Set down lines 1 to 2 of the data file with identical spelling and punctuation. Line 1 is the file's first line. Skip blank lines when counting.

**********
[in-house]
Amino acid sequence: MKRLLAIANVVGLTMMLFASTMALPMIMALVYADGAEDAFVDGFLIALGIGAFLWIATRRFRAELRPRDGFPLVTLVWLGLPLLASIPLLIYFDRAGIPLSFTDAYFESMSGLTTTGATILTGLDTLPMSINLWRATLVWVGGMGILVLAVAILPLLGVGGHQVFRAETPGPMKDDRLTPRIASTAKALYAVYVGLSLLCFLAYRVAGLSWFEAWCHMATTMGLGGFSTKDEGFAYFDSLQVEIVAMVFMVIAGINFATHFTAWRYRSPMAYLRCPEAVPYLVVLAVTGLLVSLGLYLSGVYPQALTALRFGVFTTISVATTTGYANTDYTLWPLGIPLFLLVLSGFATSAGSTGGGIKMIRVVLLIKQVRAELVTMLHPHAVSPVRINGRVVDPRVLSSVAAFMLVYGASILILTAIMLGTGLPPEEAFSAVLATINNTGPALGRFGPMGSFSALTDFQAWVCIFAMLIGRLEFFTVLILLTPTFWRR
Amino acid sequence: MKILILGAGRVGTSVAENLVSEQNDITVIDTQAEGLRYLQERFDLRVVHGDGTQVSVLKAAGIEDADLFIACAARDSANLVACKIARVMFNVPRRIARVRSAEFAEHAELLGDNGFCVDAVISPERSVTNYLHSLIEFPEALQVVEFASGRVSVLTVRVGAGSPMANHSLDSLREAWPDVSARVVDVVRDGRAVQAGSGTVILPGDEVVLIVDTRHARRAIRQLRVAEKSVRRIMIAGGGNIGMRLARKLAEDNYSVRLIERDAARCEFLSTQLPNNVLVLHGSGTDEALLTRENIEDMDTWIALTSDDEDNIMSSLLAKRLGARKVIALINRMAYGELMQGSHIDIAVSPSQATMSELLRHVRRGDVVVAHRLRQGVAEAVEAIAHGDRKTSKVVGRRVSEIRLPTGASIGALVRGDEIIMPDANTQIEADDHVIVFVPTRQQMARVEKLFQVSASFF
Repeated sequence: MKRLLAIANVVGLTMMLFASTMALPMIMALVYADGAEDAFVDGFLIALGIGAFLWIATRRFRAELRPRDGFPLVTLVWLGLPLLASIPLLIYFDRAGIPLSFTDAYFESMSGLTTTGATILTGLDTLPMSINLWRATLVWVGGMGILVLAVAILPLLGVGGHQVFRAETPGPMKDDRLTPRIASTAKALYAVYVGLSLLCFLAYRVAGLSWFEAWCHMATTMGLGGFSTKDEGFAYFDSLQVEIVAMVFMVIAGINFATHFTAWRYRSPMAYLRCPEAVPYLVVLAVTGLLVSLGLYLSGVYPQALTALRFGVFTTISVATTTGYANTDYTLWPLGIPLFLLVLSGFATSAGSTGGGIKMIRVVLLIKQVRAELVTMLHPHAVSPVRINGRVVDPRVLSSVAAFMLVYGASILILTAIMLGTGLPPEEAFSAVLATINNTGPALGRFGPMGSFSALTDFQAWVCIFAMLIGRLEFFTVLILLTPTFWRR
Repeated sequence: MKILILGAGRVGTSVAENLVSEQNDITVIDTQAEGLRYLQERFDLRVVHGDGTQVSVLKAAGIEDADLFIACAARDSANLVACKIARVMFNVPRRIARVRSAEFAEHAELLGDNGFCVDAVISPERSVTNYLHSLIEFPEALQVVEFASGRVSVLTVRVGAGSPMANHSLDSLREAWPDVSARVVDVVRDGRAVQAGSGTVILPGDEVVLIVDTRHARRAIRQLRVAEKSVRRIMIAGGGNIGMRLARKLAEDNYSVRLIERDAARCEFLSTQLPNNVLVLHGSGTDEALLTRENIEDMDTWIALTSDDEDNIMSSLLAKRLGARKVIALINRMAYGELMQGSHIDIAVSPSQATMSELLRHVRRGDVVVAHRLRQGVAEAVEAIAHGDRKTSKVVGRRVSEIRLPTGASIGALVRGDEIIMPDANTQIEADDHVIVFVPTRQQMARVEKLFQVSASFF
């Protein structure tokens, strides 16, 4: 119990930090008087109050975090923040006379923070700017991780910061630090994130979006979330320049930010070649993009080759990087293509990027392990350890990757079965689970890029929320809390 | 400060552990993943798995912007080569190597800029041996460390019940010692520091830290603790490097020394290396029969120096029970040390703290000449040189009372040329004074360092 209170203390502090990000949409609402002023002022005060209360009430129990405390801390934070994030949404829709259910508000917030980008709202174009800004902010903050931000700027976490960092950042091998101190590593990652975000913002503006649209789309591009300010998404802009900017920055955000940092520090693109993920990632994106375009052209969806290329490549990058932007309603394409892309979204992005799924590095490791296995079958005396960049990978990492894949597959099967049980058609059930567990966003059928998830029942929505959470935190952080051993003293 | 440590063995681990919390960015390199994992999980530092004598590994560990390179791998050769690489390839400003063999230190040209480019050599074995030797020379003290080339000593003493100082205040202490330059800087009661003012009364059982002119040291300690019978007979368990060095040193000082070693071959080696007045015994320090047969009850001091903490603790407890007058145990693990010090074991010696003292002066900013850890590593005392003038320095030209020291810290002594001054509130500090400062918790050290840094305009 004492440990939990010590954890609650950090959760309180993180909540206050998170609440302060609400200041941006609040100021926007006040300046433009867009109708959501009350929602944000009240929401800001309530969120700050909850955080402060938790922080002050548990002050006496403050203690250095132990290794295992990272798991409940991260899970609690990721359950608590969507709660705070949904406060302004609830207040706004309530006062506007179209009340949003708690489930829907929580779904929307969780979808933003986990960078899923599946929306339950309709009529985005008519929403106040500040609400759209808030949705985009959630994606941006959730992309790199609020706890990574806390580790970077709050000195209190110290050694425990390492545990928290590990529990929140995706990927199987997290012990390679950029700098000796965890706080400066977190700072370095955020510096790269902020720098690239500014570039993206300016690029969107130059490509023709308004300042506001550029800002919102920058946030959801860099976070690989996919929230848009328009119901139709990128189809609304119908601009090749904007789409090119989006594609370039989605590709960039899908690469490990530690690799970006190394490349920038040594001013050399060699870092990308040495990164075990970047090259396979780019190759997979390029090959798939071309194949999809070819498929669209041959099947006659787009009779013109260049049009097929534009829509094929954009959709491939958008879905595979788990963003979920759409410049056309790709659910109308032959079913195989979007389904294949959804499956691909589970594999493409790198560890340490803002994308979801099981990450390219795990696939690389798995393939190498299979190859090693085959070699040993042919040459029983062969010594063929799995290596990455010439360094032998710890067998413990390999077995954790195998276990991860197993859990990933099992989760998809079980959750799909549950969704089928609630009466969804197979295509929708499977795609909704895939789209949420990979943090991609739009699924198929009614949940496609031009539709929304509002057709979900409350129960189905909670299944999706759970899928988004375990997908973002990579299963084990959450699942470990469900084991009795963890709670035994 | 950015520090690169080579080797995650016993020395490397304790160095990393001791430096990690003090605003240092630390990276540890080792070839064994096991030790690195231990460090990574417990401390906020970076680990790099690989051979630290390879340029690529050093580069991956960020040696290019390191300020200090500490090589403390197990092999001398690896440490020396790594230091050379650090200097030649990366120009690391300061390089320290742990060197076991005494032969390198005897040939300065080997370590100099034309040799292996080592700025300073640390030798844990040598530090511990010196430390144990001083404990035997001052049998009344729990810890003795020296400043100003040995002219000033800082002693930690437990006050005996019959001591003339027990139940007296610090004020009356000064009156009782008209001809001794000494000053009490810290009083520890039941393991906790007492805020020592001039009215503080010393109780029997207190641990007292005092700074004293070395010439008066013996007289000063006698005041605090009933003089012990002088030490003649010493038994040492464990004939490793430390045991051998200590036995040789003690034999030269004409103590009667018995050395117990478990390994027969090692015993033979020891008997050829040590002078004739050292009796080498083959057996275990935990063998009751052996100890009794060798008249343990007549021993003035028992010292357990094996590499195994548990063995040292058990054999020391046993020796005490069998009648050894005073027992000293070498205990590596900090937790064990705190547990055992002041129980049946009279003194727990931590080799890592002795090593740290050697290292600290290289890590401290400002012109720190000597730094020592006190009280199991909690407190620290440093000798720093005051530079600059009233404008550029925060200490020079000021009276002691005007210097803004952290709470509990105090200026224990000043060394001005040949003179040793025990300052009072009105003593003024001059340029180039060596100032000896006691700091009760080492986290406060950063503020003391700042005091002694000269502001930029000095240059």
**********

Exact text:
[in-house]
Amino acid sequence: MKRLLAIANVVGLTMMLFASTMALPMIMALVYADGAEDAFVDGFLIALGIGAFLWIATRRFRAELRPRDGFPLVTLVWLGLPLLASIPLLIYFDRAGIPLSFTDAYFESMSGLTTTGATILTGLDTLPMSINLWRATLVWVGGMGILVLAVAILPLLGVGGHQVFRAETPGPMKDDRLTPRIASTAKALYAVYVGLSLLCFLAYRVAGLSWFEAWCHMATTMGLGGFSTKDEGFAYFDSLQVEIVAMVFMVIAGINFATHFTAWRYRSPMAYLRCPEAVPYLVVLAVTGLLVSLGLYLSGVYPQALTALRFGVFTTISVATTTGYANTDYTLWPLGIPLFLLVLSGFATSAGSTGGGIKMIRVVLLIKQVRAELVTMLHPHAVSPVRINGRVVDPRVLSSVAAFMLVYGASILILTAIMLGTGLPPEEAFSAVLATINNTGPALGRFGPMGSFSALTDFQAWVCIFAMLIGRLEFFTVLILLTPTFWRR